Here it is: the end of the month and there is still no snow on the ground with just a few flurries a couple times. I’ve seen two feet on the opening day of Big Game Season 10/25 years ago. There was quite a backup of vehicles without chains trying to move in the Moose River Area. Ted Payne plowed all the roads with his pickup truck and his truck box full of sand. He took some extra gas that day, but got the job done. Another time earlier in October, they were replacing the bridge over the Moose River. The contractor doing the bridge came one night with four cement pieces to finish the bridge, all on tractor trailers and parked down in the gate house lot. I told them it was going to snow tonight, and they should take them in, but they waited until morning when there was six inches of snow on the ground. John Spencer came over with his log skidder with old tires chained to the front blade and pushed all the trucks one at a time over the hills all the way to the bridge site ten miles away. It was quite the show. Don’t believe the old ranger about the weather.
Two tragedies that could have been prevented killed nearly three hundred people in two incidents. In Seoul, South Korea, people are in shock after 153 died in a Halloween crowd surge. Over 100,000 people were celebrating when a rush down an alleyway caused hundreds to be trampled. Besides those that died, several more are in critical condition in hospitals, so that death toll may rise.
The other was a 150-year-old suspension bridge that collapsed in Morbi, India. Nearly five hundred people were on the bridge celebrating the last day of the Diwali Festival. Cables broke, dumping most of the people on the bridge into the river. The bridge had just been reopened only days before after months of renovation. Many of the India people cannot swim and after the collapse, people clung to the twisted remains of the bridge or tried to swim to shore in the dark. 141 people died and many more were injured in the collapse. Nine people were arrested, all associated with the company that maintained the bridge.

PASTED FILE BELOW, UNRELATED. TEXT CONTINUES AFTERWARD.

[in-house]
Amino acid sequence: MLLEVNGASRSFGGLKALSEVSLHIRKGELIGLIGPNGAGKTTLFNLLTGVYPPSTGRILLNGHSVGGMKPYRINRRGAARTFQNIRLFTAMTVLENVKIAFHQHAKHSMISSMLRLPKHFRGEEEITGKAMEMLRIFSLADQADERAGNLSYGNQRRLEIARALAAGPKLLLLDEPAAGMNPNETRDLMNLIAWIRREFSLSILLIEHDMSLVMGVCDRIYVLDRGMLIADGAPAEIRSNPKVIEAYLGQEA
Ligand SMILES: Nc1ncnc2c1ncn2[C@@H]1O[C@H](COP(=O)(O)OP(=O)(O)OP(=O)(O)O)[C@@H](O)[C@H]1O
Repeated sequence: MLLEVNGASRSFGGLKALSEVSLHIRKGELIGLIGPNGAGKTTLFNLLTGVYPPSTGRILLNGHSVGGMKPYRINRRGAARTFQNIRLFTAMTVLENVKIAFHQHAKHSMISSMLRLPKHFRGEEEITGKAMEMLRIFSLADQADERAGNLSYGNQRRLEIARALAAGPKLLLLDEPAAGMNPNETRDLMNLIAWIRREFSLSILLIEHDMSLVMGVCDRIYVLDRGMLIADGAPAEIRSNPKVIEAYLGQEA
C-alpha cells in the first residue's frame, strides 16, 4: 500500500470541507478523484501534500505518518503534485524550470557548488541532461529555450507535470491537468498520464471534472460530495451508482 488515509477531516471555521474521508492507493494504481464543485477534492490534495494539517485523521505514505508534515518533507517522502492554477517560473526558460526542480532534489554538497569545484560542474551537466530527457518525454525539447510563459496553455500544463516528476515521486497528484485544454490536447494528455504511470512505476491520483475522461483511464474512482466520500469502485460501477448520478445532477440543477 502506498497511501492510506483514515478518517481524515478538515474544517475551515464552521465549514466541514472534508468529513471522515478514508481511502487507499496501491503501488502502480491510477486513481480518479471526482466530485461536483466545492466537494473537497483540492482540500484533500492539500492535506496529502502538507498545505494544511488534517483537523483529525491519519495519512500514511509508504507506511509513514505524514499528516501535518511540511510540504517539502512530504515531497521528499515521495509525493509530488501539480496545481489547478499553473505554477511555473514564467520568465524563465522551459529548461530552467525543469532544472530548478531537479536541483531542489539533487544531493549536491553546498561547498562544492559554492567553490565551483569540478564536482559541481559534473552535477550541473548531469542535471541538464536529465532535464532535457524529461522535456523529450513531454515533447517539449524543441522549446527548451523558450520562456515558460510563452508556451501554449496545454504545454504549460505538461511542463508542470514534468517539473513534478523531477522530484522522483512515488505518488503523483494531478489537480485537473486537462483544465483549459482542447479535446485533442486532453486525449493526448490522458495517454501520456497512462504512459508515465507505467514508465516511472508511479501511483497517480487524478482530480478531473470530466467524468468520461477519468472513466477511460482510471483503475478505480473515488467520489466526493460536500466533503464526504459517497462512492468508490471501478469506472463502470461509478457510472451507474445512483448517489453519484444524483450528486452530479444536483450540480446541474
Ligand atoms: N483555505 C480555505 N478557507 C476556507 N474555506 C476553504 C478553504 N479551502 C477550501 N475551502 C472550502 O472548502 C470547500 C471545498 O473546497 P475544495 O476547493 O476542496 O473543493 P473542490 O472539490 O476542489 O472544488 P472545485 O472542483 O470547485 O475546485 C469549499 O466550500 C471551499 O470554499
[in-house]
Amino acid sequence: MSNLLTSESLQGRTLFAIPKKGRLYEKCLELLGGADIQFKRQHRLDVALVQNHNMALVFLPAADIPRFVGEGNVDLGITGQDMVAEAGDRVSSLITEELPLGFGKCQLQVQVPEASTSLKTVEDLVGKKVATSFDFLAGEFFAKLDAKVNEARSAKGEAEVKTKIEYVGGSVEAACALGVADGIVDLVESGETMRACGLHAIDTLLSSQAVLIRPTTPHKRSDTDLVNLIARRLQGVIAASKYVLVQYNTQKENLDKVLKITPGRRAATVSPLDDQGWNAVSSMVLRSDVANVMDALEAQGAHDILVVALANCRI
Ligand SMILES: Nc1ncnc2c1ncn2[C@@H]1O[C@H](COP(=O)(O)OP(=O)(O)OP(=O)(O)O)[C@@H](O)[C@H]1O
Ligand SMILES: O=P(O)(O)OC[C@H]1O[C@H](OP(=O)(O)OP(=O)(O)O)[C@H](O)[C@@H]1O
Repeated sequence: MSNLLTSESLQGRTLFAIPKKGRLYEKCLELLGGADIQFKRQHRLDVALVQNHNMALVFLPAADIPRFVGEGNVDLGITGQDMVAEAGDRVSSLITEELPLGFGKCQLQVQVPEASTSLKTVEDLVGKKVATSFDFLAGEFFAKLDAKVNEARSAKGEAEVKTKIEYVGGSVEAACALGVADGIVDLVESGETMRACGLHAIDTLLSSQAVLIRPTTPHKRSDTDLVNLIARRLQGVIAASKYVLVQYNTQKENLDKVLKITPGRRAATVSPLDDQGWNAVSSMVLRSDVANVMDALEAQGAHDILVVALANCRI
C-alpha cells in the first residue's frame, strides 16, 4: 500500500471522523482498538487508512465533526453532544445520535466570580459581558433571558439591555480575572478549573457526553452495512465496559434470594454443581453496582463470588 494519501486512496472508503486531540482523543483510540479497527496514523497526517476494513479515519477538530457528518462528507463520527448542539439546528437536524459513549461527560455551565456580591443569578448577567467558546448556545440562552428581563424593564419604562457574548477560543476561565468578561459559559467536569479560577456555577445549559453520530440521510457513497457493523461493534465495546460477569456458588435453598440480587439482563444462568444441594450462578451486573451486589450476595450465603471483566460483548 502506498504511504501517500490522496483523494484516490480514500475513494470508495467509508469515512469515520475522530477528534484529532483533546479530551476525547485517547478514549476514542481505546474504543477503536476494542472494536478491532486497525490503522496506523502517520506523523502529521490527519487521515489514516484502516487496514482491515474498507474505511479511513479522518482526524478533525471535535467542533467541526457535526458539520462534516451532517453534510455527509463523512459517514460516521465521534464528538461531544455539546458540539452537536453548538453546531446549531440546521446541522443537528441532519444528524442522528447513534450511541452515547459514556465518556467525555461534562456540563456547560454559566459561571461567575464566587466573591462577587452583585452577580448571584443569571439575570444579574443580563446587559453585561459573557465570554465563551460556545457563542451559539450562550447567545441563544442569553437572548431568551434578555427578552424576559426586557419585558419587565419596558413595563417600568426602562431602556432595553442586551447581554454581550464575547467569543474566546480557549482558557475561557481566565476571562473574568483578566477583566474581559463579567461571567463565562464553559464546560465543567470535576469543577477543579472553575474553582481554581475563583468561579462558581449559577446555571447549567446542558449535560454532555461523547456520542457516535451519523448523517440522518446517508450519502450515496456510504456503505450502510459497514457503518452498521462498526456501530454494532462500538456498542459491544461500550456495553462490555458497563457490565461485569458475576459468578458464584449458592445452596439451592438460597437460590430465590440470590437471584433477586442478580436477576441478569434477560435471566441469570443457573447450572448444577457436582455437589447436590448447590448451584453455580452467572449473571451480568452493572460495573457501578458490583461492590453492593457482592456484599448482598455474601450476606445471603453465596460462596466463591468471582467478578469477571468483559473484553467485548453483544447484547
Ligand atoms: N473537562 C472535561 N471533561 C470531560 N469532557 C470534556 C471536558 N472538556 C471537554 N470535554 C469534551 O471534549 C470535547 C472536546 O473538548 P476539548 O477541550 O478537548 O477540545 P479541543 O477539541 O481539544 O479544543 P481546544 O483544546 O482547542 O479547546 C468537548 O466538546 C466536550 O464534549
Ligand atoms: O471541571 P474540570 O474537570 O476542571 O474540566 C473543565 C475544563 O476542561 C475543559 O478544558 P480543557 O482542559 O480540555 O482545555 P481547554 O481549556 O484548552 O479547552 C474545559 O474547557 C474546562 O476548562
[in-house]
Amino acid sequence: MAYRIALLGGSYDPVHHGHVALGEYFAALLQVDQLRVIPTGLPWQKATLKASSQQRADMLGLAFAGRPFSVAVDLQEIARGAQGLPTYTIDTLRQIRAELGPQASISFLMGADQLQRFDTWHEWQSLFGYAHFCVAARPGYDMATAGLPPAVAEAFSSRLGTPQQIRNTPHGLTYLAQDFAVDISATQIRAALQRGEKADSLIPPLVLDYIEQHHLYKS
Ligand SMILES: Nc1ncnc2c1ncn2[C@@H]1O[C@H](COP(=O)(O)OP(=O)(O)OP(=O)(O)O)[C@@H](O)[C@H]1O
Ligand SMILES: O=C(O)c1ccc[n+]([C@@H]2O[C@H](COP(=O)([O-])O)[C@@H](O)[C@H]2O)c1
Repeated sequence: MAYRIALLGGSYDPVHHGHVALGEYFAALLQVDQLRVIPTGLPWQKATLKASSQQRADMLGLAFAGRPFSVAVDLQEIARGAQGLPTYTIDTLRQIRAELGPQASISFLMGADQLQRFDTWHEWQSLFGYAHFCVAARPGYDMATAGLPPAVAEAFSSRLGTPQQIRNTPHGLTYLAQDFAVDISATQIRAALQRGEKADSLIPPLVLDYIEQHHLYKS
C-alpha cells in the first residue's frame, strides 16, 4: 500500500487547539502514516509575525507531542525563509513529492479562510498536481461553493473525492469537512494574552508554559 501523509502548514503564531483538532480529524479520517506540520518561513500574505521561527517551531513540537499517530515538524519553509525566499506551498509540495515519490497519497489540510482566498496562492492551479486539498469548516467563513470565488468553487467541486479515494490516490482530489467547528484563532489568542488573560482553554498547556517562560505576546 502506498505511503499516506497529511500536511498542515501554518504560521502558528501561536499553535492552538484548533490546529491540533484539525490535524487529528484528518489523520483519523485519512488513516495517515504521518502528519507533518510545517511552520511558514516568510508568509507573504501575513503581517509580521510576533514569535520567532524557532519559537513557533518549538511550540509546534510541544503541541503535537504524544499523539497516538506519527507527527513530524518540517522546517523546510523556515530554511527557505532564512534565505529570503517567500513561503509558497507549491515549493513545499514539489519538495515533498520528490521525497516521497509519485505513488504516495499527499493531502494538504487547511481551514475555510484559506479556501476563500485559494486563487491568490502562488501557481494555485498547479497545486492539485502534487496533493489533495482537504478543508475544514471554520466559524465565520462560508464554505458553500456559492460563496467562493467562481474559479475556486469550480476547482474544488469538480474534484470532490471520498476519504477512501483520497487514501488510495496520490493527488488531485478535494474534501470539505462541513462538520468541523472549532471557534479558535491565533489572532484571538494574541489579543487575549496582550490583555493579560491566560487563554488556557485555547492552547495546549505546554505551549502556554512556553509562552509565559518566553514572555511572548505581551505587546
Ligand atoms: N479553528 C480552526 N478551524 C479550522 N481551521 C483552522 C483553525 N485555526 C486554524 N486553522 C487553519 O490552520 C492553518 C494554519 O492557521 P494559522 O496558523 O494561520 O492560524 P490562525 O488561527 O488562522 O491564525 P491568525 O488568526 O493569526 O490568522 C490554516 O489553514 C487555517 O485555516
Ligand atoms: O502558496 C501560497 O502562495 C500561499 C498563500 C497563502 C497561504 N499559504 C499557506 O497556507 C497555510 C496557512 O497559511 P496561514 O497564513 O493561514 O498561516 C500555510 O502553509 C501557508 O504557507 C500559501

I got a call the other night that there was a dead Loon on the shoreline of First Lake, so I told the people to net it before it got dark, and I would come down and pick it up. I got there and they were just coming out of the woods with the bird in a plastic bag. I looked in and saw by the bill it was a duck and not a Loon. The duck was a White Wing Scoter which had some white on each side which they thought was a Loon. I hate to bust someone’s bubble and it was a duck that I had never seen in Herkimer County, even dead.
A couple of days later Diane Bowes was rowing out on Big Moose Lake, and she had five Black Scoters swimming in front of her scull. She got a nice photo of them with her cell phone.
One of my red oaks that I planted a couple of years ago is doing great, but I have it fenced in, so the bucks don’t rub on it with their antlers. I can see why they call it a red oak as the picture shows.
The birds have really been moving south on the cold clear nights, but they stop during the day to snack at my feeders. One day, there were over one hundred birds on the ground in and around the feeders, mostly Slate Colored Juncos and five different species of sparrows. I put up the mist net and opened the Potter traps. I caught birds from the time I put them up until dark. I banded over forty juncos and forty sparrows one day plus a Golden Crowned Kinglet, a Yellow Rumped Warbler, a Red Breasted Nuthatch, and a Blue Jay. The variety of sparrows were White Throated, White Crowned, Song, Chipping, and Field. I haven’t seen a Fox Sparrow yet as they are the last to pass through.
When these birds are moving, so are the Saw Whet Owls during the dark hours. I’ve had the nets up for them every night from seven to nine or ten and caught owls each night but two and it rained those nights. I have caught and banded twenty so far, with three on four nights and only missed getting one on two other clear nights, but the wind was blowing so they may see the nets moving. On those nights, as soon as I turned on the tape a Barred Owl call, no Saw Whet would show up when there is a Barred Owl in the area. Just last night I was late putting up the nets and didn’t start until eight and at 8:30 I had a bird. I brought it inside and it was already banded. The first four digits on the band number were the same as the string of one hundred bands I was using but the last five digits didn’t even come close, so I had caught an owl that someone else had banded. Checking the number with the Bird Banding Lab online I found that this owl was banded on 9/16/21 as a female near Hilliardton, Ontario, Canada. This is the first time I’ve caught one like this. A couple of the owls that I banded have been caught further south by other banders a year or two after I had banded them. A good catch in a bander’s way of thinking.
Election Day is coming up so get out and vote. The Environmental Bond Act is on the back of the New York Ballot, so don’t miss it, but that’s another story. See ya.
Photo Above: Red oak
Banded Saw Whet Owl